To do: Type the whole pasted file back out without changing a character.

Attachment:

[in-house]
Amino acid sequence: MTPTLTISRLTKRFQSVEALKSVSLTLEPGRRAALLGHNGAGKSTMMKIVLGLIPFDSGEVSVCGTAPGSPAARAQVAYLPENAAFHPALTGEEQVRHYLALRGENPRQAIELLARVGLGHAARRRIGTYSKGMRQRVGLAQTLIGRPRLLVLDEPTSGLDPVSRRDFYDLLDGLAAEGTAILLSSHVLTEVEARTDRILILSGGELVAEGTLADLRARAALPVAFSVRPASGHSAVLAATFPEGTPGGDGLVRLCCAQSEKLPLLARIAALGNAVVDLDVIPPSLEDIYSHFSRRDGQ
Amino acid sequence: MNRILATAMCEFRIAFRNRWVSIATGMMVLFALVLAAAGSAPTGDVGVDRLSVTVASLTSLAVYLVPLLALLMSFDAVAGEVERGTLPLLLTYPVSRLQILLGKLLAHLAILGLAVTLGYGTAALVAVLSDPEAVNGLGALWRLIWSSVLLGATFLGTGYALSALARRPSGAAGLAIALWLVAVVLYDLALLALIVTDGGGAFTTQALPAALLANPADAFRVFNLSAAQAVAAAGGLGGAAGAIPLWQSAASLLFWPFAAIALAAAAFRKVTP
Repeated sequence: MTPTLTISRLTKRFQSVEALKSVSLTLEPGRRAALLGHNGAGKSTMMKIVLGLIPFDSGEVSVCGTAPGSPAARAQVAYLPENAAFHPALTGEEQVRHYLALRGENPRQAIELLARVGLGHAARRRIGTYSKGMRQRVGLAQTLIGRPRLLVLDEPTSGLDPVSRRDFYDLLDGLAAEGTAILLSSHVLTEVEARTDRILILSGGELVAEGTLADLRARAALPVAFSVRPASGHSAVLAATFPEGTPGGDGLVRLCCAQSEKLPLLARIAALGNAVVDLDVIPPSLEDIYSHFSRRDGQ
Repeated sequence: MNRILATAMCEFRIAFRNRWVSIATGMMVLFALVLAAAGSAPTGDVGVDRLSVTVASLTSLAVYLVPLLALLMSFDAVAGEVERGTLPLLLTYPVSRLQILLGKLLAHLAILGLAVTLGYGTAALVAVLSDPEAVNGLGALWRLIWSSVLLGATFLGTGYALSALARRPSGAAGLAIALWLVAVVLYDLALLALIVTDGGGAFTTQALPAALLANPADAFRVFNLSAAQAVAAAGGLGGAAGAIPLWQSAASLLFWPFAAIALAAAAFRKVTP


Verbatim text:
[in-house]
Amino acid sequence: MTPTLTISRLTKRFQSVEALKSVSLTLEPGRRAALLGHNGAGKSTMMKIVLGLIPFDSGEVSVCGTAPGSPAARAQVAYLPENAAFHPALTGEEQVRHYLALRGENPRQAIELLARVGLGHAARRRIGTYSKGMRQRVGLAQTLIGRPRLLVLDEPTSGLDPVSRRDFYDLLDGLAAEGTAILLSSHVLTEVEARTDRILILSGGELVAEGTLADLRARAALPVAFSVRPASGHSAVLAATFPEGTPGGDGLVRLCCAQSEKLPLLARIAALGNAVVDLDVIPPSLEDIYSHFSRRDGQ
Amino acid sequence: MNRILATAMCEFRIAFRNRWVSIATGMMVLFALVLAAAGSAPTGDVGVDRLSVTVASLTSLAVYLVPLLALLMSFDAVAGEVERGTLPLLLTYPVSRLQILLGKLLAHLAILGLAVTLGYGTAALVAVLSDPEAVNGLGALWRLIWSSVLLGATFLGTGYALSALARRPSGAAGLAIALWLVAVVLYDLALLALIVTDGGGAFTTQALPAALLANPADAFRVFNLSAAQAVAAAGGLGGAAGAIPLWQSAASLLFWPFAAIALAAAAFRKVTP
Repeated sequence: MTPTLTISRLTKRFQSVEALKSVSLTLEPGRRAALLGHNGAGKSTMMKIVLGLIPFDSGEVSVCGTAPGSPAARAQVAYLPENAAFHPALTGEEQVRHYLALRGENPRQAIELLARVGLGHAARRRIGTYSKGMRQRVGLAQTLIGRPRLLVLDEPTSGLDPVSRRDFYDLLDGLAAEGTAILLSSHVLTEVEARTDRILILSGGELVAEGTLADLRARAALPVAFSVRPASGHSAVLAATFPEGTPGGDGLVRLCCAQSEKLPLLARIAALGNAVVDLDVIPPSLEDIYSHFSRRDGQ
Repeated sequence: MNRILATAMCEFRIAFRNRWVSIATGMMVLFALVLAAAGSAPTGDVGVDRLSVTVASLTSLAVYLVPLLALLMSFDAVAGEVERGTLPLLLTYPVSRLQILLGKLLAHLAILGLAVTLGYGTAALVAVLSDPEAVNGLGALWRLIWSSVLLGATFLGTGYALSALARRPSGAAGLAIALWLVAVVLYDLALLALIVTDGGGAFTTQALPAALLANPADAFRVFNLSAAQAVAAAGGLGGAAGAIPLWQSAASLLFWPFAAIALAAAAFRKVTP